• The historic Central Plant is located in the heart of UVM's main campus on the opposite end of the Royall Tyler Theatre.

About the Plant

The University of Vermont operates its own "district energy" plant located in the center of main campus. The Central Plant generates steam and chilled water to serve the campus needs for space heating, air conditioning, domestic hot water generation and scientific research support. High-pressure steam and chilled water exits the Plant and is distributed to campus buildings through a network of insulated underground pipes.The Plant is operated and staffed 24 hours a day, 365 days a year.

All of the equipment inside the Plant-- including the boilers and chillers-- are used on a rotational basis. The redundancy built into the system allows for reliability, flexibility, backup capacity, and for regular preventive maintenance to be performed. A diesel-powered generator is available to keep the system going in case of a major power outage. 

For over a half century the Plant has grown through efficiency and innovation to supply the UVM campus with a reliable source of steam and chilled water. Learn more about the history of the building and Plant.


Steam is distributed to campus facilities where it is reduced in pressure in order to feed steam heating coils, domestic hot-water heaters, sterilizers and humidifiers. As the steam loses its energy to the building systems, it cools and condenses. The condensate is collected within each building and pumped back to the plant through the network of underground piping. The condensate is then “polished” (a processes where minerals and sediment removed) and fed back to the boilers to make more steam. Learn more about our boilers and steam generation.

Chilled Water

Centralized chilled water used for space cooling (air conditioning) is also piped underground to several main campus buildings from the plant. As the heat is removed from the space by the chilled water it is returned to the Cage, where the heat is rejected. Currently, the chilled water-generating equipment at the plant operates six months of the year. Learn more about Central Cooling.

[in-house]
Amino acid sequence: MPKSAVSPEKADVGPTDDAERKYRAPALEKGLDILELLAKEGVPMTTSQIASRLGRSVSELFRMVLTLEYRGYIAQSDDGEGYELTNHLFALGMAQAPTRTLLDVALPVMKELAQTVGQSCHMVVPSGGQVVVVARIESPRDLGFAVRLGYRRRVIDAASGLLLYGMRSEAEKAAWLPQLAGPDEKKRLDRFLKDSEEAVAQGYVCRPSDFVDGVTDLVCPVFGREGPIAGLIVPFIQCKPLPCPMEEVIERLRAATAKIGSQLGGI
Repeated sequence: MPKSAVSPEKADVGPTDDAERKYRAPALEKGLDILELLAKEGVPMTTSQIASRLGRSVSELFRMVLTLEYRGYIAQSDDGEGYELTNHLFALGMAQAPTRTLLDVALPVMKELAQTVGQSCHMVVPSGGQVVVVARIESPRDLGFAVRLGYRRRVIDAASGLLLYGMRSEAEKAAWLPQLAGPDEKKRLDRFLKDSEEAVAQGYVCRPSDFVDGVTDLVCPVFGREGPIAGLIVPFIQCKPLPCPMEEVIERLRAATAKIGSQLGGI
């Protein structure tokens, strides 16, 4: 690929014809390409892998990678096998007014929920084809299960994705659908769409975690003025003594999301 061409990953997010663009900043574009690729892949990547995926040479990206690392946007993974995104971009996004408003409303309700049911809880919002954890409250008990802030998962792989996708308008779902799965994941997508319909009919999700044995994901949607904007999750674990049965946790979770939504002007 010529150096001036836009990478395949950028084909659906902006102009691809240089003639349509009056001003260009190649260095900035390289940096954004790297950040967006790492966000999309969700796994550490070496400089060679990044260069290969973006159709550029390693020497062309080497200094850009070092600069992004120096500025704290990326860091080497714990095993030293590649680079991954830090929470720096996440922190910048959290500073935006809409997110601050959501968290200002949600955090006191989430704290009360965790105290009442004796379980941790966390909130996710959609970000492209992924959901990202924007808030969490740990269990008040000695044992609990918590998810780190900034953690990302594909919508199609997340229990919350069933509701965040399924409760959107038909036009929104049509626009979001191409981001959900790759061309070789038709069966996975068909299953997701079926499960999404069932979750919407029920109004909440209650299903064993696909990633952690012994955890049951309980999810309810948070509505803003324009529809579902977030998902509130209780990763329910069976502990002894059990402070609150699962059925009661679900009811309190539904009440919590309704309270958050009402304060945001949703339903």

System Controls and Monitoring

The operating engineers at the Plant use an extensive system of computers to monitor, assess, and control the heating and cooling of most University buildings. These computers take into account outside air temperature and humidity along with real-time indoor temperatures to produce comfortable and functional building environments. Learn more about the Building Automation Controls team. The Central Utility Plant is the metaphorical heart of UVM because it manages the physical health of our buildings so that the UVM community can stay focused on its mission to learn and to serve.

UVM Featured in "District Energy" Magazine

The evolution of our Central Chilled Water system was recently featured in a national publication published by the International District Energy AssociationClick here for the full article.


The Central Utility Plant is the metaphorical "heart"of campus because it manages the physical health of our buildings so that the UVM community can stay focused on its mission to learn and to serve.